The boot hikes well, and though the upper is full-grain leather, these 360-degree Snake Guard boots aren’t as rigid as other models I’ve tested over the years. The comfortable Plyolite midsole gives them a lightweight feel and, when combined with the multi-direction lugs on the outsole, results in an excellent turkey boot that won’t break your feet down.
Best Rubber Boots: LaCrosse Grange 18″ Mossy Oak Break-Up Country
- 18 inches tall
- 4.5 pounds
- Nylon fabric liner
- Ankle fit technology
- Adjustable top strap
- 100 percent waterproof
- Killer camo
- Not a hiker
- Swampy when hot
If I’m turkey hunting in wet weather or in an area where creek, stream, and river crossings are regular, this is the boot that covers my feet. LaCrosse has mastered making a 100 percent waterproof rubber boot comfortable. The Grange is storied in turkey lore, and for a good reason: piles of turkey hunters worldwide put their trust in this boot. First introduced in 1957, this 18-inch tall boot has stood the test. I love mine.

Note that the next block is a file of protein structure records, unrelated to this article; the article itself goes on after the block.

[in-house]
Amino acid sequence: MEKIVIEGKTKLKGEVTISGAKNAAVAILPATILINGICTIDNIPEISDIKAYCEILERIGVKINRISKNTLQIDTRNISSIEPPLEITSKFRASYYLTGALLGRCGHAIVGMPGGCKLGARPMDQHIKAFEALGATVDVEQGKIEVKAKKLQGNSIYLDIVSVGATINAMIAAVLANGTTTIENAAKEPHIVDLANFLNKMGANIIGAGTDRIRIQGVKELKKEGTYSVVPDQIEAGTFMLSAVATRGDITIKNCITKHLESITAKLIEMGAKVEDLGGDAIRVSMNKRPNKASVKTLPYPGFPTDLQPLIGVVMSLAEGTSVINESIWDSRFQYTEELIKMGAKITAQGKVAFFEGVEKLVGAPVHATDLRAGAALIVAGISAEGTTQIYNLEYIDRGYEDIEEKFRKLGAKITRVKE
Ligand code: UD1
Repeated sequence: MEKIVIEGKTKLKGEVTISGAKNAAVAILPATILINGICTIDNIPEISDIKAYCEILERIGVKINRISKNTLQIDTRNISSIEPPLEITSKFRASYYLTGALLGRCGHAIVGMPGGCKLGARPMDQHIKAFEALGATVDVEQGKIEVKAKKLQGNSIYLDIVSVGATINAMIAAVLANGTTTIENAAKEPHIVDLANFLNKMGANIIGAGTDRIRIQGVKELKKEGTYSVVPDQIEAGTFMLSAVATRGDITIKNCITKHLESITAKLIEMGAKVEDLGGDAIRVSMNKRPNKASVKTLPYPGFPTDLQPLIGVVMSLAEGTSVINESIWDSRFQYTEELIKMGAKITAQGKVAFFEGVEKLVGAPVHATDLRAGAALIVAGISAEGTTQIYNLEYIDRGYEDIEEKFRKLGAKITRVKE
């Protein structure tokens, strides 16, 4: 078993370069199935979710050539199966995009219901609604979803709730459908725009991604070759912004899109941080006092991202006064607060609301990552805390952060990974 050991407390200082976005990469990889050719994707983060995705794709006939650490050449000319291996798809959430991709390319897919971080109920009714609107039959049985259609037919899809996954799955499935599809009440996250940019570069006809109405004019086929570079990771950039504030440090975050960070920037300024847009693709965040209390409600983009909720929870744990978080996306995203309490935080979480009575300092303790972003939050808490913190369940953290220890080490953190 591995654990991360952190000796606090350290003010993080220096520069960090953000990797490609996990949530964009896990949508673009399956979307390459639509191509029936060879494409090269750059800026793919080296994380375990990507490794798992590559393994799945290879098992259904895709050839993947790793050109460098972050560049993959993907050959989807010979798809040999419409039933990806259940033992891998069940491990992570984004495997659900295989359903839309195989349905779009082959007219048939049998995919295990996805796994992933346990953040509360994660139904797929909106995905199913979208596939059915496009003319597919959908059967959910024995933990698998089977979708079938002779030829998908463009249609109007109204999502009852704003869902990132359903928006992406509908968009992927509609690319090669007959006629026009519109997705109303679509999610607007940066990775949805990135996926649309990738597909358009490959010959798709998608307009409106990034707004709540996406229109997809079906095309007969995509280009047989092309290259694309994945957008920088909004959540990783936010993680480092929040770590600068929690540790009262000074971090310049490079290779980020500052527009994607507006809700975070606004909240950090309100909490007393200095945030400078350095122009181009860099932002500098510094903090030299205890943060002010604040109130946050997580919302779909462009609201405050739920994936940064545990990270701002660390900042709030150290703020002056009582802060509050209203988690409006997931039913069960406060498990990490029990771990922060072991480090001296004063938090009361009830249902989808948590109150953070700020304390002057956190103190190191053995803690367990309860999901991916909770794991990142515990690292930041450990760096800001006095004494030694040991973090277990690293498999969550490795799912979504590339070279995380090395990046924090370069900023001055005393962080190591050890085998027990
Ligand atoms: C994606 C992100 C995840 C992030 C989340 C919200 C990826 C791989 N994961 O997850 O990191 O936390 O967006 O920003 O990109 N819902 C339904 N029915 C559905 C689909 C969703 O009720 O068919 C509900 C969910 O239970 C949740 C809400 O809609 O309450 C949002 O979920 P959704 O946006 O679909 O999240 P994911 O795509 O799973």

While these aren’t the best option for putting on loads of miles, they provide an appreciated element of comfort via the fabric liner, fiberglass shank, and footbed. The adjustable top strap ensures an excellent around-the-calf fit, and ankle fit technology ensures a secure and comfortable feel around your ankles even when negotiating rough terrain. You can hunt all day in these boots, and the non-slip traction outsole provides a fair amount of ground-gripping.
Want more options? Check out our in-depth review of the best rubber hunting boots.
Best Lightweight: Crispi Lapponia II GTX Hunting Boots
- 8 inches tall
- 1.2 pounds per boot
- Reduce foot sweat
- Water-repellent but not waterproof